Exploring the problem: Create a file that only one process can write to

A customer liaison explained that they had a customer who wanted to create a file that only one process can write to. The customer has a program that writes important information to a file, and they want to prevent the user from modifying that file. The program is running under the credentials of the logged-in user, so they cannot deny write access to the file, because that would prevent the program itself from being able to write to it. They considered locking the file by denying sharing, but that would be effective only while the program is running.

This is a difficult position right off the bat, because permissions belong to users, not to processes. Since the program is running under the user's credentials, the user has full control over the process and can access to the sensitive file by stealing the file handle out of the process. Any solution would therefore require the involvement of more than one set of user credentials.

One solution is to have a service. The sensitive file is accessible only to the account under which the service runs. The application contacts the service, and it is the service which writes the data to the file.

Mind you, this is still vulnerable: The user can attack the program and manipulate the parameters that it passes to the service. The service cannot trust the data received from the program because the program could be passing false data.

The customer liaison explained that the customer wants to prevent the end users from tampering with the program's log file. The program is monitoring employee activities, and the customer has found that in many cases, employees report issues with the program, and when they debug the problem, they discover that the log files have been tampered with. To prevent tampering, they want the file to be writable only by the program generating the log.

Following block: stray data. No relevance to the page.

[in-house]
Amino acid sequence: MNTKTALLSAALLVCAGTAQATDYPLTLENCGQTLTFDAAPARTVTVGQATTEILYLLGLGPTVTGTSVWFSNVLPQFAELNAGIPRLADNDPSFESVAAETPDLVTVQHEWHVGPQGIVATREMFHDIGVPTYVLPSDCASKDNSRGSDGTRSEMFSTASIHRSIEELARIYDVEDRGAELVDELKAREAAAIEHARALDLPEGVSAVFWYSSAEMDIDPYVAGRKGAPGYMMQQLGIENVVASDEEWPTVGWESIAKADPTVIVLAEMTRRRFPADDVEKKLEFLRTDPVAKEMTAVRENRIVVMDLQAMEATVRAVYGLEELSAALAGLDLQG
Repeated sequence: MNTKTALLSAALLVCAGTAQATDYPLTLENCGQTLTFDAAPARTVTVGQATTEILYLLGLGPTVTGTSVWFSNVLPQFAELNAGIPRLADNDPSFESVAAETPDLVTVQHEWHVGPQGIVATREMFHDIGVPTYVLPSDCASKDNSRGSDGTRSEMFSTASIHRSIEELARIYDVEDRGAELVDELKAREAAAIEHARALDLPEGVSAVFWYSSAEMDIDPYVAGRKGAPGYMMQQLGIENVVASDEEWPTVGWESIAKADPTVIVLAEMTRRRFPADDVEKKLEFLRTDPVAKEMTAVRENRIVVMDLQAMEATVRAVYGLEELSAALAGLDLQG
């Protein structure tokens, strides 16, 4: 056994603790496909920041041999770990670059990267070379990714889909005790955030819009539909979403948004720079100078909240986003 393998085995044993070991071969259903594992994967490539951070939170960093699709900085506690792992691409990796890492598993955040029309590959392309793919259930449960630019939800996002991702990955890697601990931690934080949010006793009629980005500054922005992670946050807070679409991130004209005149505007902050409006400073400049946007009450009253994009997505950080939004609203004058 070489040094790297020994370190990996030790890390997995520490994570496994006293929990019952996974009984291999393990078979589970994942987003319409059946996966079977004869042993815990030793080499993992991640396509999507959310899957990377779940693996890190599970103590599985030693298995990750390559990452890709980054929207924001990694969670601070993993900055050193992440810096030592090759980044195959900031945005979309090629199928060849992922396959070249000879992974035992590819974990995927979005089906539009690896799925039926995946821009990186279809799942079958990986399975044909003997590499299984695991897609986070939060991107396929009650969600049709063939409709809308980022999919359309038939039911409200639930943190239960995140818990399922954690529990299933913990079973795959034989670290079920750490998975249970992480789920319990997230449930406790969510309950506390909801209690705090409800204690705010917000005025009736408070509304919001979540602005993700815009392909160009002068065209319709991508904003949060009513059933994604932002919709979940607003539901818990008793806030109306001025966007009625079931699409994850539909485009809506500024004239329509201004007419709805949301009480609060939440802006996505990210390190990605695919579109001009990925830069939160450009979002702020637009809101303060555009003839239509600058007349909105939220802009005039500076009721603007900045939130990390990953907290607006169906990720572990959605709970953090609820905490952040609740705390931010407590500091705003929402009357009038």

I noted that the fact that the employee is tampering with the log file should be a significant data point in building a case against them. After all, if the user doesn't want the information to be logged, they can reformat the hard drive that contains the log file.

The customer liaison thanked us for our feedback and reported that the customer decided to use a separate account for accessing the log file. To avoid the complexity of a Windows service, the customer is simply having the program temporarily impersonate the special account, write the data to the log file, and then stop impersonating. The password for the special account is stored in an encrypted configuration file, which is how they are currently storing the password to their database.